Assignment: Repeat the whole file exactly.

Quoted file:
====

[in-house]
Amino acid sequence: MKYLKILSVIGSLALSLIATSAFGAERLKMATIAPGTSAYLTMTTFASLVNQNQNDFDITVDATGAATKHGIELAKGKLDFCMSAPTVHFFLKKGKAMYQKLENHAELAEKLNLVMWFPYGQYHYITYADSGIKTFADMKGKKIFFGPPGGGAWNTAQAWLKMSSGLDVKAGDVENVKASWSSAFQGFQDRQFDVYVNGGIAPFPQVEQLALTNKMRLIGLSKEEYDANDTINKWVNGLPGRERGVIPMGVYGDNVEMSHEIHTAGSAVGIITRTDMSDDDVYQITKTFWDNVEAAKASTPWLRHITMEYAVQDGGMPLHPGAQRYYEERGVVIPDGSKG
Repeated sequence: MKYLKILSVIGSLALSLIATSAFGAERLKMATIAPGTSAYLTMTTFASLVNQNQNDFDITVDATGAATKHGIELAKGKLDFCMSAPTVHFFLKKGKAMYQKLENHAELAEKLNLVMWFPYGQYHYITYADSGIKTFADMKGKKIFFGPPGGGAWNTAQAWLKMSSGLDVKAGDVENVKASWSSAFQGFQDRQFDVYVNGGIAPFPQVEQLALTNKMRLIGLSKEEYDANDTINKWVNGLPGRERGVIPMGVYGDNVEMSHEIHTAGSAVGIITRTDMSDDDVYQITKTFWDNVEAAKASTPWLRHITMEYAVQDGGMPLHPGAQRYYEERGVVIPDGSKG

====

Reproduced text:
[in-house]
Amino acid sequence: MKYLKILSVIGSLALSLIATSAFGAERLKMATIAPGTSAYLTMTTFASLVNQNQNDFDITVDATGAATKHGIELAKGKLDFCMSAPTVHFFLKKGKAMYQKLENHAELAEKLNLVMWFPYGQYHYITYADSGIKTFADMKGKKIFFGPPGGGAWNTAQAWLKMSSGLDVKAGDVENVKASWSSAFQGFQDRQFDVYVNGGIAPFPQVEQLALTNKMRLIGLSKEEYDANDTINKWVNGLPGRERGVIPMGVYGDNVEMSHEIHTAGSAVGIITRTDMSDDDVYQITKTFWDNVEAAKASTPWLRHITMEYAVQDGGMPLHPGAQRYYEERGVVIPDGSKG
Repeated sequence: MKYLKILSVIGSLALSLIATSAFGAERLKMATIAPGTSAYLTMTTFASLVNQNQNDFDITVDATGAATKHGIELAKGKLDFCMSAPTVHFFLKKGKAMYQKLENHAELAEKLNLVMWFPYGQYHYITYADSGIKTFADMKGKKIFFGPPGGGAWNTAQAWLKMSSGLDVKAGDVENVKASWSSAFQGFQDRQFDVYVNGGIAPFPQVEQLALTNKMRLIGLSKEEYDANDTINKWVNGLPGRERGVIPMGVYGDNVEMSHEIHTAGSAVGIITRTDMSDDDVYQITKTFWDNVEAAKASTPWLRHITMEYAVQDGGMPLHPGAQRYYEERGVVIPDGSKG